Reality Check

Something significant just happened in the book world. For the past eleven years the winners of the Newbery and Caldecott Medals appeared on the Today Show a few days after the award is announced. This year they were pre-empted—by Snooki Polizzi of Jersey Shore! Snook has a book! Matt Lauer, with a straight face, attempted to do a serious interview with her.

I used to live in Red Bank, on the Jersey Shore. Snooki may be vulgar, but she’s no fool. She’s making the most of her fifteen minutes of fame. More power to her. I can’t blame her for wanting to grab as much as she can while it’s still there to grab.

I think the fact that the Today Show chose to put her on in place of the Caldecott/Newbery winners is a sign of things to come. I’ve been feeling this way for some time. My former agent, Sharon Friedman, was extremely media savvy. She taught me a lot. Sharon used to say, “There are no accidents.” This was a decision made at the highest levels of the network. They’re sending a clear message. The Newbery/Caldecott Awards are no longer important enough to be given valuable time on the Today Show. Had they been pre-empted by events in Arizona in the wake of the tragic shootings this weekend, no one would have said anything. A major news story can’t be ignored. But to be shoved aside for Snooki and her book? That’s a deep insult; a slap in the face. The media moguls know that won’t go down well. But they don’t care. Literary juvenile and YA books that are not and will probably never be best sellers are not worthy of attention. Like it or not, that’s the future. I doubt we’ll see the Newbery/Caldecott winners on the major networks again.

I’ve noticed other indications of this. Jenn Laughran, my current agent, told me a few days ago, “All the editors are looking for that manuscript that’s going to sell a million copies.” That’s not necessarily one that’s going to win awards. The Caldecott’s in trouble. Anyone involved in children’s picture books in any way will tell you how hard it is to sell a picture book manuscript. The Caldecott committee is in the ironic position of trying to recognize quality books in a genre that publishers are increasingly phasing out.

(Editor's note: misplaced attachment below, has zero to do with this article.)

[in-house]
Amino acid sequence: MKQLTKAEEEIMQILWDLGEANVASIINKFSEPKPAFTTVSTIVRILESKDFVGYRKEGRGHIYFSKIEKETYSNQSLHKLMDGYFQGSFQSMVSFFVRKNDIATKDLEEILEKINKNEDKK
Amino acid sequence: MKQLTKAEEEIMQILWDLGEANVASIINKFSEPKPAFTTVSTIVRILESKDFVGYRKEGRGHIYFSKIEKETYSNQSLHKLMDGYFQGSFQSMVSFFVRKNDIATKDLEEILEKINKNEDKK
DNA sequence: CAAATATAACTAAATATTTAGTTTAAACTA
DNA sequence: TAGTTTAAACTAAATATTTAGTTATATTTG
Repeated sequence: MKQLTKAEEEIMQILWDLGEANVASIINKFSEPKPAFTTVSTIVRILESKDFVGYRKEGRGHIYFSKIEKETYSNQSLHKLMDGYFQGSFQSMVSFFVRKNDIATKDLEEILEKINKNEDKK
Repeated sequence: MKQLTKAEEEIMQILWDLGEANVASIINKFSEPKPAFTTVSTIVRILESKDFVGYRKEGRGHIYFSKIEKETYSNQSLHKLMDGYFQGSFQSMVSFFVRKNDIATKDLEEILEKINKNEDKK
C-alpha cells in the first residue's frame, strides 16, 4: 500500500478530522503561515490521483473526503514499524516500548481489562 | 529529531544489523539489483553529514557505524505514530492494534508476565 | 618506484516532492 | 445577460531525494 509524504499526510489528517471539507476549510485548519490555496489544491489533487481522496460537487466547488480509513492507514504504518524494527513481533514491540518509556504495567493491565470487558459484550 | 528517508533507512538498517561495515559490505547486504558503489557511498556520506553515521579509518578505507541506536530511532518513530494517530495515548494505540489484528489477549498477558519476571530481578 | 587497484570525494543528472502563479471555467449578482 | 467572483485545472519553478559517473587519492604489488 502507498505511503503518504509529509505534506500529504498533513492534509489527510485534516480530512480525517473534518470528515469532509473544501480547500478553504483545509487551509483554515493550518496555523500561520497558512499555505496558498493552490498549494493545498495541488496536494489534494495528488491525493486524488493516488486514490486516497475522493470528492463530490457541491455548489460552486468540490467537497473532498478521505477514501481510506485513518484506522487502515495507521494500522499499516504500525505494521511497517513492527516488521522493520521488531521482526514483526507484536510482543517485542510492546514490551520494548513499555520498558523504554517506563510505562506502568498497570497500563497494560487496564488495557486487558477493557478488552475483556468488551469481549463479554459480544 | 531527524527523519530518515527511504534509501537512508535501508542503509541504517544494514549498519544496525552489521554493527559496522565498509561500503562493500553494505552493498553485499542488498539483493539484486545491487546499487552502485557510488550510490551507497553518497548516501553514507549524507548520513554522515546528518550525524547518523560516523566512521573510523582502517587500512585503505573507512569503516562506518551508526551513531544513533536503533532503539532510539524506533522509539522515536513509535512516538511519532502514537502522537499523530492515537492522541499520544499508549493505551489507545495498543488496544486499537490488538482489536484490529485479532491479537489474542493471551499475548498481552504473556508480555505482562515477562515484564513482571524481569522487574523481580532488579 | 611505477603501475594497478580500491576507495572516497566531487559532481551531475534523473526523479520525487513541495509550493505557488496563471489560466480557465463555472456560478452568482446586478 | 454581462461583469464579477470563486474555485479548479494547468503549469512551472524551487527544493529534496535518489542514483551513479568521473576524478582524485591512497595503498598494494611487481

Two months ago at the Mazza Conference I talked to Beth Krommes, winner of the 2009 Caldecott Medal for The House In The Night. Beth had some interesting observations. She always assumed that winning a Caldecott meant that she had made it as an illustrator. That’s what it used to mean. Not any more. She hasn’t been getting many contracts or even inquiries from editors. The phone isn’t ringing. If things don’t pick up, she told me, she’s thinking of moving on and designing fabric.

This from an artist whose work is stunning. Beth isn’t the only one. It’s a tale I’ve heard many times from artists and writers who specialize in picture books.

The situation with the Newbery is also one for concern. If I’m remembering my figures correctly, winning either a Caldecott or a Newbery just about guaranteed sales of between 100,000 and 300,000 copies, with the sky the limit if the book really caught on. These days, that’s just not enough. Call it The Curse of Harry or The Curse of the Vampires. The figures for what defines a successful book have been ratcheted way, way up, making it harder for a book to get any serious marketing and harder for a manuscript to even get into print if it doesn’t show signs of becoming a monster hit.

Compounding this is what might be called the Massacre of the Libraries. The ALA Awards were significant because they guaranteed sales to every school and public library in the country. The public libraries are still there, despite severe funding cuts. The same can’t be said for the school libraries. It’s not a matter of there being no budget to acquire new books. There may no longer be a librarian on staff. There may no longer be a library! It’s a story I’m hearing again and again. The Caldecott/Newbery awards call attention to outstanding books. But what good are they if there’s no money to buy the books or anyone in the building who knows or cares about them?

The awards themselves may be less important in the scheme of things than those of us who love and care about quality books think they are. Look at the hoopla going on now for the Golden Globe Awards. How much money have the studios budgeted to publicize the nominees? Look at all the media hype, the fancy dinners, the goody bags? We have none of that in the children’s book field. Yet any publicist will tell you that if you don’t have an adequate marketing budget, you don’t exist.

Maybe that’s what the Today Show is telling us. You’re small potatoes. You have no budget, no marketing muscle. Nobody cares about what you’re offering. Yet you expect us to give you our valuable time for nothing. Well, who needs you?

We have Snooki.

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